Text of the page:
Chilean Government Moves to Tax the Cryptocurrency Sector

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Chilean Government Moves to Tax the Cryptocurrency Sector

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The Chilean government has decided to expand the tax net by including the burgeoning cryptocurrency market in the country. The Internal Revenue Service (Servicio de Impuestos Internos, SII) has recently amended the taxpayers’ Annual Income Tax Returns form by adding a section for crypto assets.

Last year, the Chilean government decided to omit cryptocurrencies from Value-Added Tax (VAT) and classified them as “intangible assets.” But it seems Chileans will have to eventually pay taxes on crypto-related earnings since it adds up to their total income. To keep track of that, the Chilean government has included a new section in the forms, making the taxpayers declare “their own income and/or third-party income from cryptocurrencies companies that declare their effective income.”

This development accompanies an official notification by the director of the SII, Fernando Barraza, who has made it mandatory for all crypto traders to register their operations through “tax-exempt invoices”. The move also aims to monitor the exponentially increasing crypto activity in the country and “offers legitimacy to cryptocurrencies,” where people are increasingly using them as “valid currencies to trade products and services.”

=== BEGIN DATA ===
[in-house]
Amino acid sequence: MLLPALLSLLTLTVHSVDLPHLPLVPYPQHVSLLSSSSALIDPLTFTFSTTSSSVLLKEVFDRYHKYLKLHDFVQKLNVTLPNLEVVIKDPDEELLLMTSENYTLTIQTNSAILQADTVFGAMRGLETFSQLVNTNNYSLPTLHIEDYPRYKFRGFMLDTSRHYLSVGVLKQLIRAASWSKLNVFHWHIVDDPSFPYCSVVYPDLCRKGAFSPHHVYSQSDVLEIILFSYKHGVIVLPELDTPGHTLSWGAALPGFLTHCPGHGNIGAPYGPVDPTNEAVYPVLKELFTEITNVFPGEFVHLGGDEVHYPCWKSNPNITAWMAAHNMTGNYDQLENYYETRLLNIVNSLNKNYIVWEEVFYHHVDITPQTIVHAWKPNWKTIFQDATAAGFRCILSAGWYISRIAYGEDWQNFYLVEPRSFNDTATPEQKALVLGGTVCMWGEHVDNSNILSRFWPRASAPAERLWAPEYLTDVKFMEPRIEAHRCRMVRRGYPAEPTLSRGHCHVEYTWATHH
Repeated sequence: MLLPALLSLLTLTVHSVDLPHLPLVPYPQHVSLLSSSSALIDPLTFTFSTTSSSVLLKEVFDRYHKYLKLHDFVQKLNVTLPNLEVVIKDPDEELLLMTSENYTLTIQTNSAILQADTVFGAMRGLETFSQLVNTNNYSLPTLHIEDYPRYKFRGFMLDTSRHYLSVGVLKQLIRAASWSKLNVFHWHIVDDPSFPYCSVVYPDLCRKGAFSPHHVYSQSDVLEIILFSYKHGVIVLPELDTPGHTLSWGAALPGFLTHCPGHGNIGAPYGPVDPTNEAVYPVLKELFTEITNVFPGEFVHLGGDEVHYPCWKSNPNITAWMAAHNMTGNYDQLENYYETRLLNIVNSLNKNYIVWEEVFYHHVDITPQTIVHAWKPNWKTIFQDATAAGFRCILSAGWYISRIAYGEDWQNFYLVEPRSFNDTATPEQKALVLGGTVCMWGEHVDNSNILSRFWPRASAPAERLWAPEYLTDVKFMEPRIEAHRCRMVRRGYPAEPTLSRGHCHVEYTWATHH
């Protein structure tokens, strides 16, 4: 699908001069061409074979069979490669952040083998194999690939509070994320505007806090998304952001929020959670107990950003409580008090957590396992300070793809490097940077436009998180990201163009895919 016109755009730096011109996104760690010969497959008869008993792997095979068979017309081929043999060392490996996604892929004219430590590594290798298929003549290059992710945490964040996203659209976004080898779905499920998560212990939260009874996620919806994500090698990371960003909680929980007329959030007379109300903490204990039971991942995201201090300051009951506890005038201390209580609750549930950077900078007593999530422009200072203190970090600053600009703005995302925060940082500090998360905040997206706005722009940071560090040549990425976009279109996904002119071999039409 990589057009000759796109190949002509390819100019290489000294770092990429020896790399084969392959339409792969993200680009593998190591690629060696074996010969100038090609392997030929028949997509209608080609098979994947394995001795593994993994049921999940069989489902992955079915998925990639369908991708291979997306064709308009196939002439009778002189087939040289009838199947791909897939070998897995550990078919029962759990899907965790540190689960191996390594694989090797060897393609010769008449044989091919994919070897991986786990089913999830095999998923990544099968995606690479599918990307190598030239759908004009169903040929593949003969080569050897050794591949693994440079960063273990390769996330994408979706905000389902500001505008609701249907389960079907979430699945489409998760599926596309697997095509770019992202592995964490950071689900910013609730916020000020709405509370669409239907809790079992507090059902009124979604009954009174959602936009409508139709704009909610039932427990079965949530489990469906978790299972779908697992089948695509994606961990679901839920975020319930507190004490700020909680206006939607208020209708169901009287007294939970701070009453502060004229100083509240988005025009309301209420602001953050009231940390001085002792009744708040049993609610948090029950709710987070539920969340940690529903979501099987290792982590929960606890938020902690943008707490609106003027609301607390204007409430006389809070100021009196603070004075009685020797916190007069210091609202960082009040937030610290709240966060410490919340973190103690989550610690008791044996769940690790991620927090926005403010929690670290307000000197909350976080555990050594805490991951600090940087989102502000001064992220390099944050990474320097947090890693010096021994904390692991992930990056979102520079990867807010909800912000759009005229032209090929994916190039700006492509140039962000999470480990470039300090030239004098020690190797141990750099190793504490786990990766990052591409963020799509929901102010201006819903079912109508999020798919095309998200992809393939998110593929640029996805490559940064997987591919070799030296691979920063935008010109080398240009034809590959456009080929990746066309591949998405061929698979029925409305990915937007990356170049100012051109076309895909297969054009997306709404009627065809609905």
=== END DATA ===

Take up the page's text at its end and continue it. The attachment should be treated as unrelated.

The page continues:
In an interview, a member of an NGO Bitcoin Chile and tax attorney Patrício Bravo revealed that the Chilean cryptocurrency community has been eagerly waiting for SII’s input. He added,

“[The SII] has arranged taxation in the broadest possible way, this is apparently due to two objectives: on one hand expand the tax structure as much as possible to cover all types of crypto assets and, on the other hand, due to the current lack in Chilean legislation of figures specifically designed for this type of instruments, which makes it difficult to generate more specific items.”

The crypto traders will be looking at the changes rather nervously since they already have had their fair share of bureaucratic problems that included blocking of their current accounts by all major banks. That was followed by long and ugly legal battles which resulted in the Third Chamber of the Chilean Supreme Court rejecting their appeals and siding with the banks. But the investors will be hoping for a bit of relief and better news from these latest developments.

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